6.6. Key Points in Chapter Six

What are categories?

Categories are equivalence classes: sets or groups of things or abstract entities that we treat the same.

(See §6.3.2, “Single Properties”)

What determines the size of the equivalence class?

The size of the equivalence class is determined by the properties or characteristics we consider.

(See §6.2, “The What and Why of Categories”)

What terms are typically used to describe the level of abstraction of a category?

We can describe category abstraction in terms of a hierarchy of superordinate, basic, and subordinate category levels.

(See §6.4.1, “Category Abstraction and Granularity”)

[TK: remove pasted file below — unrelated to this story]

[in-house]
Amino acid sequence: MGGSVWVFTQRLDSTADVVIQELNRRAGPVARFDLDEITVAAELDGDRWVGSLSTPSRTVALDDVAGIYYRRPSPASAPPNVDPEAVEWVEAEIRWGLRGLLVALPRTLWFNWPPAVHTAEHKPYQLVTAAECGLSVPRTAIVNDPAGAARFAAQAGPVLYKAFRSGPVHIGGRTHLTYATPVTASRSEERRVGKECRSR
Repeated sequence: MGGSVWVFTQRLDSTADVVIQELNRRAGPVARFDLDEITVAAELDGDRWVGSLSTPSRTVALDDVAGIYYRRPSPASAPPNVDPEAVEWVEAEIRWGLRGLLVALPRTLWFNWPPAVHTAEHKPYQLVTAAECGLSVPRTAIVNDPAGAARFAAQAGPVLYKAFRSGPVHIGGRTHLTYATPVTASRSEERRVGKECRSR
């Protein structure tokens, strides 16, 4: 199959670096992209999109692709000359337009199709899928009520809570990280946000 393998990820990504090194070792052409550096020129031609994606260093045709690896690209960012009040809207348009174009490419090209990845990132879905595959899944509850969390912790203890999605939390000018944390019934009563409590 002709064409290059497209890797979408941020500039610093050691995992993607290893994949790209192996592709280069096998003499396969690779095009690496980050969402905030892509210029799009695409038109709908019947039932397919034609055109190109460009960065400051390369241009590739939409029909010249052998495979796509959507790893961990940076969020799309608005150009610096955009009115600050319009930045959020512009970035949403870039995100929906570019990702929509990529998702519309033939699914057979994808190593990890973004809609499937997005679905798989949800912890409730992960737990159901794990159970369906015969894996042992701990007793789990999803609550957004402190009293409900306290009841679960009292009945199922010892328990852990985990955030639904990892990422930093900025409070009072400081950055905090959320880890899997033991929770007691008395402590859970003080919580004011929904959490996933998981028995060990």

What types of resource properties can be used to organize a collection?

Any particular collection of resources can be organized using a combination of intrinsic, extrinsic, static and dynamic resource properties.

How does the breadth of a category affect the recall/precision tradeoff?

Broader or coarse-grained categories increase recall, but lower precision.

(See §6.4.3, “The Recall / Precision Tradeoff”)

What are so-called “classical categories”?

Classical categories can be defined precisely with just a few necessary and sufficient properties.

(See §6.4.2, “Basic or Natural Categories”)

What can one say about any member of a classical ...

Get The Discipline of Organizing: Core Concepts Edition, 3rd Edition now with the O’Reilly learning platform.

O’Reilly members experience books, live events, courses curated by job role, and more from O’Reilly and nearly 200 top publishers.